of mythical sea creatures and cascades of splashing water, the fountain is one
of the city's foremost attractions. Legend has it that visitors must toss a
coin into the fountain to ensure their return to Rome.
St. Peter's Square - Part of Vatican City, this square created by Bernini
is considered one of the loveliest squares in the world. Twin Doric colonnades
topped with statues of various saints and martyrs flank either side of the square.
In the center stands an 84-foot obelisk, brought from Egypt in 37 A.D.
St. Peter's Basilica - At the head of the square stands Christendom's most
magnificent church, which was begun in 1452 on the site where St. Peter was
buried. Throughout the following 200 years, such Renaissance masters as Bramante,
Michelangelo, Raphael and Bernini worked on its design and created an unparalleled
masterpiece. Of special note are Michelangelo's Pieta and the bronze canopy
over the high altar by Bernini. The immense dome was designed by Michelangelo.
Vatican Museum - To see this museum's immense collection would take days.
As you enter, there are special posters that plot a choice of four color-coded
itineraries. They are repeated throughout the museum and are easy to follow.
It is a good idea to pickup a leaflet at the main entrance and concentrate on
exhibits of major interest. Of course, the Sistine Chapel is a must. Most likely
you may have to wait in line to enter.
Sorrento is a town of extraordinary beauty and is known as a popular gateway to Italy's most spectacular stretch of coastline - the Amalfi Drive lined with fishing villages and famous resorts. The seaside resort of Amalfi sits with weathered houses scrambling up steep cliffs. Visitors marvel at its location and its magnificent cathedral. The religious sanctuary of Cloister of St. Francis is worth a visit. The tiny, exclusive resort of Positano has its famous world-class hotel, San Pietro. Excavations of the ruined city of Pompeii, which was destroyed in 79 A.D. during the disastrous eruption of Mount Vesuvius, give visitors a vivid impression of life in a very wealthy ancient city and the tragic end of its population. The Isle of Capri ranks as one of the most beautiful islands and has captured visitors for centuries with excellent climate, spectacular landscape and fantastic sea caverns. Capri has lavish villas, elegant hotels, chic boutiques and quaint restaurants. Museo Correale contains a death mask of poet Torquato Tasso and some special editions of his works, pictures, furniture and porcelain.
The east coast of Sicily is considered by many to be its most magnificent. Lovely Taormina was called "the greatest work of art and nature" by Goethe in his Italian Journey. Situated above the Ionian Sea with Mount Etna as a spectacular backdrop, this storybook town of sculpted gardens, stately palaces and ancient monuments is easily one of Sicily’s most striking sites. There is much to see and do here; the main attractions in Taormina are seen on foot. Incredible vistas are available from Taormina's Public Gardens which are filled with exotic flowers and plants. In Giardini-Naxos, close to the pier, the Bourbon fort contains a fine museum, Museo Archaeologico. The entrance is via a garden bisected by an ancient lava flow.
Bari (ancient Barium) is an industrial city in the Apulia region of southern Italy and a seaport on the Adriatic Sea. The old quarter of the city sits on a promontory separating the old and new harbors. It is the site of two notable Romanesque churches: the Basilica of San Nicola (11th-12th century) and the cathedral (late 12th century). Bari was formerly a Greek colony and later a Roman trading settlement. It came under the domination of the Lombards, the Byzantines, and the Normans. It was a key Italian naval base during World War II and sustained heavy damage. From here it is easy to visit Alberobello and Egnazia.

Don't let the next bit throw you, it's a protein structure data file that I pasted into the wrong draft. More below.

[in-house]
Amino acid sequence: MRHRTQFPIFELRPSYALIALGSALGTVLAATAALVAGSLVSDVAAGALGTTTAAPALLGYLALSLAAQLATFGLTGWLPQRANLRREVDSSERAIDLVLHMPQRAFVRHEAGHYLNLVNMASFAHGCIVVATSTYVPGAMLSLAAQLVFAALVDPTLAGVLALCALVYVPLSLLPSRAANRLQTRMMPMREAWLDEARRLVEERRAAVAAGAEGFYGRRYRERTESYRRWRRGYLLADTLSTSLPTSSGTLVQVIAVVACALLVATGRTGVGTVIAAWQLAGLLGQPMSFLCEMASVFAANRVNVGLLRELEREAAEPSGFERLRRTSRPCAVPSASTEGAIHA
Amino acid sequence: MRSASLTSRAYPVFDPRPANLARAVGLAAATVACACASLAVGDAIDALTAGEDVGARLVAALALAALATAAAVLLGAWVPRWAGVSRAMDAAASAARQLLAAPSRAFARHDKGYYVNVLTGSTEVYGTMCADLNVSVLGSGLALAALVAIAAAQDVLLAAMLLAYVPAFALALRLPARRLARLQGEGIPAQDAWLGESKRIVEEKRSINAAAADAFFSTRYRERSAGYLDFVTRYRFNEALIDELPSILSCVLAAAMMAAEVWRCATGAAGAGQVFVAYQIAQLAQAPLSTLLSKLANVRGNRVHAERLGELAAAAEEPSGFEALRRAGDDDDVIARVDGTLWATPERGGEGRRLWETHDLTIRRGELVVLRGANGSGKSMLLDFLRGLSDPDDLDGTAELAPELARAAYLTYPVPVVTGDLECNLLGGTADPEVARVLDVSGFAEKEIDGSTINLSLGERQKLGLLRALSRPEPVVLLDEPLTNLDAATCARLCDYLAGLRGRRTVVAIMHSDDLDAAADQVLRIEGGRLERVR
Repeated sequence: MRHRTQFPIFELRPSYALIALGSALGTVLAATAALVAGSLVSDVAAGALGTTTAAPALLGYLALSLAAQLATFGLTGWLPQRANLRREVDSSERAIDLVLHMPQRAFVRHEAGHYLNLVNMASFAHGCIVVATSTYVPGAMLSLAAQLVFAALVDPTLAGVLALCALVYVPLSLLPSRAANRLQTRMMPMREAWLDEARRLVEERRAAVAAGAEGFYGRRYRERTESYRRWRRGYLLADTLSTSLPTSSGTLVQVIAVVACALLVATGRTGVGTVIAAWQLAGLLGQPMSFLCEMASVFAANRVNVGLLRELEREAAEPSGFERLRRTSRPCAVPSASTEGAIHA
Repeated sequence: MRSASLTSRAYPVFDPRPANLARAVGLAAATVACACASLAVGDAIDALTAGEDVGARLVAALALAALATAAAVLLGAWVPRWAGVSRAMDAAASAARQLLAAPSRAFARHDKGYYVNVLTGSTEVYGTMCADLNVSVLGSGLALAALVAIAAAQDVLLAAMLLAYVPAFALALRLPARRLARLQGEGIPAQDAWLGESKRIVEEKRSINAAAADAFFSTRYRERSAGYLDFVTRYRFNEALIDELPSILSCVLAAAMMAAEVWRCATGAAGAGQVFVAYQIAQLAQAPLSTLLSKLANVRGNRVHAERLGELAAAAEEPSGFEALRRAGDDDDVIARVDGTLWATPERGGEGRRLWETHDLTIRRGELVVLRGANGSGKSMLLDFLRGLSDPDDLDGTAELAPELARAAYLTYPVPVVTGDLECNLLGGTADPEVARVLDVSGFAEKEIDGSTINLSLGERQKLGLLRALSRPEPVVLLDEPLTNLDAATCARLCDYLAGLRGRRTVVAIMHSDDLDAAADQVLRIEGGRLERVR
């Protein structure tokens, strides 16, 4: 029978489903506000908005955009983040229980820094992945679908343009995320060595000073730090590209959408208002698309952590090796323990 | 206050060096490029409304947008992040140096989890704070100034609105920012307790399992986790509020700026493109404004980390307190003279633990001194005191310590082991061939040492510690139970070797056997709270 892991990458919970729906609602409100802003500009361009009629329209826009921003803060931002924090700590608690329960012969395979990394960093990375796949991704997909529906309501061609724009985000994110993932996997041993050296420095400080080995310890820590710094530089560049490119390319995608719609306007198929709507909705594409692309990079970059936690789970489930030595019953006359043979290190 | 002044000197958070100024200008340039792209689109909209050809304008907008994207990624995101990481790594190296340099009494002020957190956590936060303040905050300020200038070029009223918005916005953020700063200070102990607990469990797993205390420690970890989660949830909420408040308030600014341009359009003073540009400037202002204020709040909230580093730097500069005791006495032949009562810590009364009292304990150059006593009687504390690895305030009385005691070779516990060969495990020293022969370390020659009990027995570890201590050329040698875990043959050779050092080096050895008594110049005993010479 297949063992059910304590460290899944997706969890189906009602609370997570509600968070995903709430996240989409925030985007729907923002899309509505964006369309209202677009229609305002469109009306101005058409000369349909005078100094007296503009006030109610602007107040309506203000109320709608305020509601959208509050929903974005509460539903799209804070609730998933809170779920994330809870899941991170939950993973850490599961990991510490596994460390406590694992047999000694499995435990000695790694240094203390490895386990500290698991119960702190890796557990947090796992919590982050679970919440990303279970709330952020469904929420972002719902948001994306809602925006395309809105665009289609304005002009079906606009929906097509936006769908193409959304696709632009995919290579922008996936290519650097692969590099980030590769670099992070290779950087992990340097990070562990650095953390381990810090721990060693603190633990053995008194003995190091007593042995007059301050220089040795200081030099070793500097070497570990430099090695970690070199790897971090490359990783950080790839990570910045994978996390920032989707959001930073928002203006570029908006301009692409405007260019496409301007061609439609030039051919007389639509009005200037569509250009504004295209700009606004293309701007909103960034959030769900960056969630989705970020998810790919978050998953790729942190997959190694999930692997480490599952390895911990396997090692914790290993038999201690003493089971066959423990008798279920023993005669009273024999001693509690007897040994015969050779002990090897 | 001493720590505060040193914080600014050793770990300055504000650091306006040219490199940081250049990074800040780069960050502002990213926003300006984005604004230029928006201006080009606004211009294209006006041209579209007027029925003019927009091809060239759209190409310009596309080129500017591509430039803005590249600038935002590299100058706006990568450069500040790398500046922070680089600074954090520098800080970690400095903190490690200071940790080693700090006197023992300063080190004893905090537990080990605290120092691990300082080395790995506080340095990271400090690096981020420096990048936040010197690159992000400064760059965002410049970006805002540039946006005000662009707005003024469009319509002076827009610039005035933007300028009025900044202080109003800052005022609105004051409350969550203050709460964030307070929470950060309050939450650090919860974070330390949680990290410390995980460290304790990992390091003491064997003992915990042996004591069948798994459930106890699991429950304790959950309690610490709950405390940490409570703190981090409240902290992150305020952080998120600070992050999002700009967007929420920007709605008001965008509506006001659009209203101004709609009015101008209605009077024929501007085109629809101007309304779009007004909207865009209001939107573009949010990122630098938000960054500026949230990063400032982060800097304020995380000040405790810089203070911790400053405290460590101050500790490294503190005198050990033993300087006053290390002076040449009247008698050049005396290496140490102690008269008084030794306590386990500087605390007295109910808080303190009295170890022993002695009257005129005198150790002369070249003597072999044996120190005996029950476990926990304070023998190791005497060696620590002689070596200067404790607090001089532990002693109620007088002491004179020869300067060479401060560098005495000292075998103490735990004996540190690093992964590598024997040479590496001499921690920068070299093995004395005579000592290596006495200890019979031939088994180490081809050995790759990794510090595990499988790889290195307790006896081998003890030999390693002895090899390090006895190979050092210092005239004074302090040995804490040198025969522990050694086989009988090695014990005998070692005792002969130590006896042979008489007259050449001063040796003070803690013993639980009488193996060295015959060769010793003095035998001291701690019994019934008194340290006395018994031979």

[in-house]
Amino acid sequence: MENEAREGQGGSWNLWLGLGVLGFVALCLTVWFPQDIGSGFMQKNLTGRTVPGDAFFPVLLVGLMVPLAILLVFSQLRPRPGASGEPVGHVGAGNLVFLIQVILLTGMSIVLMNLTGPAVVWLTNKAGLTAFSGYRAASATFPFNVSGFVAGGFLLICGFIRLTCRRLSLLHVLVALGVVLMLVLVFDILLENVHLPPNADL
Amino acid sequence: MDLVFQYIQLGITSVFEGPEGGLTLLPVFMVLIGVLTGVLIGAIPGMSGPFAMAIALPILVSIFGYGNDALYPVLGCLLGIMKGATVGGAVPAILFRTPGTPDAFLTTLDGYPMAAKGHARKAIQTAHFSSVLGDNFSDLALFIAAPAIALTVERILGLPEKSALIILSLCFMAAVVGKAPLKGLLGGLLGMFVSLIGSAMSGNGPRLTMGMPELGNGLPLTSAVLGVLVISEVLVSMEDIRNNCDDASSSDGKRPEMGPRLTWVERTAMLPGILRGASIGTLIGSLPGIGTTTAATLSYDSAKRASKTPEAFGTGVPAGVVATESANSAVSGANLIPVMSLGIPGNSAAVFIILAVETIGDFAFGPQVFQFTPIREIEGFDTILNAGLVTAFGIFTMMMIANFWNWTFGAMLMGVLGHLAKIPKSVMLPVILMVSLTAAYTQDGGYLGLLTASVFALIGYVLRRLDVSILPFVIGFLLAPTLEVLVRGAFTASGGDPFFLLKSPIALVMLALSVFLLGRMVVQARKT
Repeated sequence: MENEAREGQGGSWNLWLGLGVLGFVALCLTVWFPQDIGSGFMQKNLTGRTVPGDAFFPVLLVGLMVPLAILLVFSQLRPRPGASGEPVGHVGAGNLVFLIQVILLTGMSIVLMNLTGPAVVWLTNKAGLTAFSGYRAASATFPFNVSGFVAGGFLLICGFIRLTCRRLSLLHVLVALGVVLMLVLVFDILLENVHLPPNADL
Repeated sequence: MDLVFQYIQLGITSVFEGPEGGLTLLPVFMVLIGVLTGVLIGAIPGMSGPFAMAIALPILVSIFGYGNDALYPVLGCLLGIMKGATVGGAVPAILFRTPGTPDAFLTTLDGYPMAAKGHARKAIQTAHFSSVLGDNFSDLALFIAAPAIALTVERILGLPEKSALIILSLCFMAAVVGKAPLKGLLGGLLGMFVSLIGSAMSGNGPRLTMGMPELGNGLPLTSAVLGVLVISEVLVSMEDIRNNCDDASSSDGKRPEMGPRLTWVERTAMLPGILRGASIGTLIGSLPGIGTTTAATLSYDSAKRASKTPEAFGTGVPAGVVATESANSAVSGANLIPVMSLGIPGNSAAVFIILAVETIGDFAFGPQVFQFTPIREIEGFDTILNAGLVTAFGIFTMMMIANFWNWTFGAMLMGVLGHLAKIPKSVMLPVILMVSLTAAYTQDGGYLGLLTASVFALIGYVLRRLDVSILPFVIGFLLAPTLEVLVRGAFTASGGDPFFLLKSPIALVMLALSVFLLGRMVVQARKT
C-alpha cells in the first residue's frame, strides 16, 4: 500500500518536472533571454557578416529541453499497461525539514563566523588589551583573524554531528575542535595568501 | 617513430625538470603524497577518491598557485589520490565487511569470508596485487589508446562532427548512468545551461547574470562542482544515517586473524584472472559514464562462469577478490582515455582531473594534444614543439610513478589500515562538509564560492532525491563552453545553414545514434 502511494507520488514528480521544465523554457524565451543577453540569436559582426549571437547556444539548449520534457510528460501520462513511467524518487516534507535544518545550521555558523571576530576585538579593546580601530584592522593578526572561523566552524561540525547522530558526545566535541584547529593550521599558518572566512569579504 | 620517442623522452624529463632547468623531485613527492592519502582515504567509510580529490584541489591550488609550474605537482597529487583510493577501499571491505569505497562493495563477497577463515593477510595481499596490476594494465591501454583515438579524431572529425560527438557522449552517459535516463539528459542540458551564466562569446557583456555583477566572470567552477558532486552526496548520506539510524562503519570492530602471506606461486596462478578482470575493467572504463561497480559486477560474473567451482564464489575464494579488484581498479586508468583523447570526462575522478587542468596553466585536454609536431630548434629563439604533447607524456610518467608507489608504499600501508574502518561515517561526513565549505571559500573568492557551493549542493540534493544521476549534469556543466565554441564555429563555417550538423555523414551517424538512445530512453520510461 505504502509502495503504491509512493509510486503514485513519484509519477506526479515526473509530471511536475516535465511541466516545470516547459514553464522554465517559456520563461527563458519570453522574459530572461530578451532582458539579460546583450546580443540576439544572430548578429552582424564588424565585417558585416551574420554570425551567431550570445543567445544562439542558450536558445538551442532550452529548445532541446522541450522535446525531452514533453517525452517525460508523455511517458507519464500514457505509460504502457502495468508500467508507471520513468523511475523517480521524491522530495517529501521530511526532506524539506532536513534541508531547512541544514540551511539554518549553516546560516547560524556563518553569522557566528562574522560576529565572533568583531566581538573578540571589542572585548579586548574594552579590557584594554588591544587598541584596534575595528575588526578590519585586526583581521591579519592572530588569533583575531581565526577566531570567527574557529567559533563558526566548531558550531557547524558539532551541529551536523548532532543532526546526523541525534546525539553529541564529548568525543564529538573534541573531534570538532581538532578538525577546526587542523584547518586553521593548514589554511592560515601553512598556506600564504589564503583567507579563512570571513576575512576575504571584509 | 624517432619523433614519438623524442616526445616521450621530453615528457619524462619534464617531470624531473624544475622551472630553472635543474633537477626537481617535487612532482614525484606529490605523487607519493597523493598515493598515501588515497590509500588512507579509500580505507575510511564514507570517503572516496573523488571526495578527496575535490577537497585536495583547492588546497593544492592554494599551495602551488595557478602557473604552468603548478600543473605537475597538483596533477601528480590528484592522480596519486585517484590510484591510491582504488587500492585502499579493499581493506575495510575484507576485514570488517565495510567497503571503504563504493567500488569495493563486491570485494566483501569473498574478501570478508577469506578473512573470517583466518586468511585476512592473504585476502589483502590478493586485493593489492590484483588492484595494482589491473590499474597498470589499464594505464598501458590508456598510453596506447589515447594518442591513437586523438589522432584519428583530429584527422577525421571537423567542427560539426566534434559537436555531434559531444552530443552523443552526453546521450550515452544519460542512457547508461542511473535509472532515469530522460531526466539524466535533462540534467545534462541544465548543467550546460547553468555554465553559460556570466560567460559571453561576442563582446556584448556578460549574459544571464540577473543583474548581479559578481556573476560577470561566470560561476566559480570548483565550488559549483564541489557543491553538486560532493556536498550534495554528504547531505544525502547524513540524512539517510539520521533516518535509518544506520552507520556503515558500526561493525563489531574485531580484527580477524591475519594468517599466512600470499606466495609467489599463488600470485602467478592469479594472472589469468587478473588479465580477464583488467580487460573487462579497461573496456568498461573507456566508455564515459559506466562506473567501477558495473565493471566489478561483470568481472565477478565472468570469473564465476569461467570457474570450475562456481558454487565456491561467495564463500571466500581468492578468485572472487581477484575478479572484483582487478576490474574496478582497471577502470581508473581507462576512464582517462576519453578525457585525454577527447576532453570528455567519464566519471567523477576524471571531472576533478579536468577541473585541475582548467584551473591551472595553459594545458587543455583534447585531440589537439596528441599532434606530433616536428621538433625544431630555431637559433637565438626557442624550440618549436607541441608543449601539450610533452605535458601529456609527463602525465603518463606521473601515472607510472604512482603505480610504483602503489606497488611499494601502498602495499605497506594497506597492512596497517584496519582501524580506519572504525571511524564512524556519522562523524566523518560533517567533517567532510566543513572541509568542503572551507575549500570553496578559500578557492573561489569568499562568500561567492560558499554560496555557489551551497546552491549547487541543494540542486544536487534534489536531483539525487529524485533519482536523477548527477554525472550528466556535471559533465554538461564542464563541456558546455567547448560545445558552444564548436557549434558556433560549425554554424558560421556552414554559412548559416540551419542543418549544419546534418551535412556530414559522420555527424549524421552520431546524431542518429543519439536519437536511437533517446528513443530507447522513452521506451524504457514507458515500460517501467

Palermo is a city and seaport in Italy on the northwestern coast of Sicily, on the Tyrrhenian Sea. It is the largest city and chief port of Sicily. Many of the oldest buildings in the city date from the period when Sicily was a Norman kingdom and show Arab, Byzantine, Norman, and Spanish influences. Outstanding examples are the cathedral (1169-1185), the Palatine Chapel (1140), and the church of San Giovanni degli Eremiti (1132).
The center of a triangle made up by Bari, Brindisi, and Taranto, the Valley of Itria has long been known for olive cultivation and the beehive-shaped houses dotting its landscape. These curious structures, called trulli, were built at least as early as the 13th century. The center of the Trulli District, and home to the greatest concentration of trulli, is Alberobello. Here the streets are lined with some 1,000 of the buildings. You might feel as if you've entered into a child's storybook as you walk through the maze of cobbled streets curving through Italy's most fantastic village.
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** This departure has been designated a guaranteed departure by the operator, meaning that the minimum number of guests has been met, although still subject to weather and other conditions.
Charges not included in the land vacation price: airfare to and from the start of your vacation; airline baggage fees including checked and/or excess baggage fees; Federal inspection fees for the Federal U.S. Customs and Immigrations; agricultural tax; other per person taxes imposed by government entities; applicable cruise taxes, fees, fares and port charges; passports; visas and vaccinations; transfers; tips to your Tour or Cruise Director, Local Host, driver, Local Guides, and/or ships' crew; gratuities on ferries, trains, and cruise ships; laundry; telephone; minibar; alcohol, beverages, and food outside of the contracted menu as presented at a hotel or restaurant (these extra items will be billed to you before leaving the hotel, ship, or restaurant); additional excursions and activities not listed as 'included' in the itinerary; porterage at airports or train stations; Travel Protection premiums; and all other items of a personal nature.